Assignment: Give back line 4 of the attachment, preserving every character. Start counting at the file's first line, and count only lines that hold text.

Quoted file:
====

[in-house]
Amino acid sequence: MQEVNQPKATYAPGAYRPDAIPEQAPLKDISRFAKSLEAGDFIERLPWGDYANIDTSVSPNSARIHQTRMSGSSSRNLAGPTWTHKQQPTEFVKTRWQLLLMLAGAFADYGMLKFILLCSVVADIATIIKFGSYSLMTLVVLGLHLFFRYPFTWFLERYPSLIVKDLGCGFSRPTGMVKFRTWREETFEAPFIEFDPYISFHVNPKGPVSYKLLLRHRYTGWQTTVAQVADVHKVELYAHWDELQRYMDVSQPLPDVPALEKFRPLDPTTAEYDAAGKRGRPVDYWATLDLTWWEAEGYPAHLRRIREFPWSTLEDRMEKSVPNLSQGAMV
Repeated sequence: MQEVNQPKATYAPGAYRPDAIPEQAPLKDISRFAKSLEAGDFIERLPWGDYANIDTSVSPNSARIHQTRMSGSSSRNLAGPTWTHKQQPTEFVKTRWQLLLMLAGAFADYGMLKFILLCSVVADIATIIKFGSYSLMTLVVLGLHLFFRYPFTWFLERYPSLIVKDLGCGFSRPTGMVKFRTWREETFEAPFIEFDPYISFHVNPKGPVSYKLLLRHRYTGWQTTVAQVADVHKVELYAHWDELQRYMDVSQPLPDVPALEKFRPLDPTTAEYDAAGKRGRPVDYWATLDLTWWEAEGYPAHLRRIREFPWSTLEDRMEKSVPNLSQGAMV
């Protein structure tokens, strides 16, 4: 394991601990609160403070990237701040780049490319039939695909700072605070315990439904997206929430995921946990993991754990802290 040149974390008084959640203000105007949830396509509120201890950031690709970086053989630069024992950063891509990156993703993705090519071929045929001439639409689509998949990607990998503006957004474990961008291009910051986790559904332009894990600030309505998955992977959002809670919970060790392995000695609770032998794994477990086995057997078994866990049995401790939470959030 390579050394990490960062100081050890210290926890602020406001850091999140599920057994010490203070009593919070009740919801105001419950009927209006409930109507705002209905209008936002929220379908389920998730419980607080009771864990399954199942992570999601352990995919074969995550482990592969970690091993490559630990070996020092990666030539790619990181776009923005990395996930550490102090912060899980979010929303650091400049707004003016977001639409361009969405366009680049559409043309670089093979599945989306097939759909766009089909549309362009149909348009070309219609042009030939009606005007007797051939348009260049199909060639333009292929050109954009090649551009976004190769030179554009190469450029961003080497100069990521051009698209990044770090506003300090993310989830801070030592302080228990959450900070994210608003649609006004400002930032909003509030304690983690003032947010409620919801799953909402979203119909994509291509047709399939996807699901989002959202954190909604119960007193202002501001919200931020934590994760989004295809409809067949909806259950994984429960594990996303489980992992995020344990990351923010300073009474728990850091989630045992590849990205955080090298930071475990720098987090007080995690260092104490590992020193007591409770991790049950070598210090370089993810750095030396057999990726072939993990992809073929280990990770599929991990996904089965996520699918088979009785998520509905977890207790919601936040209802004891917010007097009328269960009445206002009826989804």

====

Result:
């Protein structure tokens, strides 16, 4: 394991601990609160403070990237701040780049490319039939695909700072605070315990439904997206929430995921946990993991754990802290 040149974390008084959640203000105007949830396509509120201890950031690709970086053989630069024992950063891509990156993703993705090519071929045929001439639409689509998949990607990998503006957004474990961008291009910051986790559904332009894990600030309505998955992977959002809670919970060790392995000695609770032998794994477990086995057997078994866990049995401790939470959030 390579050394990490960062100081050890210290926890602020406001850091999140599920057994010490203070009593919070009740919801105001419950009927209006409930109507705002209905209008936002929220379908389920998730419980607080009771864990399954199942992570999601352990995919074969995550482990592969970690091993490559630990070996020092990666030539790619990181776009923005990395996930550490102090912060899980979010929303650091400049707004003016977001639409361009969405366009680049559409043309670089093979599945989306097939759909766009089909549309362009149909348009070309219609042009030939009606005007007797051939348009260049199909060639333009292929050109954009090649551009976004190769030179554009190469450029961003080497100069990521051009698209990044770090506003300090993310989830801070030592302080228990959450900070994210608003649609006004400002930032909003509030304690983690003032947010409620919801799953909402979203119909994509291509047709399939996807699901989002959202954190909604119960007193202002501001919200931020934590994760989004295809409809067949909806259950994984429960594990996303489980992992995020344990990351923010300073009474728990850091989630045992590849990205955080090298930071475990720098987090007080995690260092104490590992020193007591409770991790049950070598210090370089993810750095030396057999990726072939993990992809073929280990990770599929991990996904089965996520699918088979009785998520509905977890207790919601936040209802004891917010007097009328269960009445206002009826989804």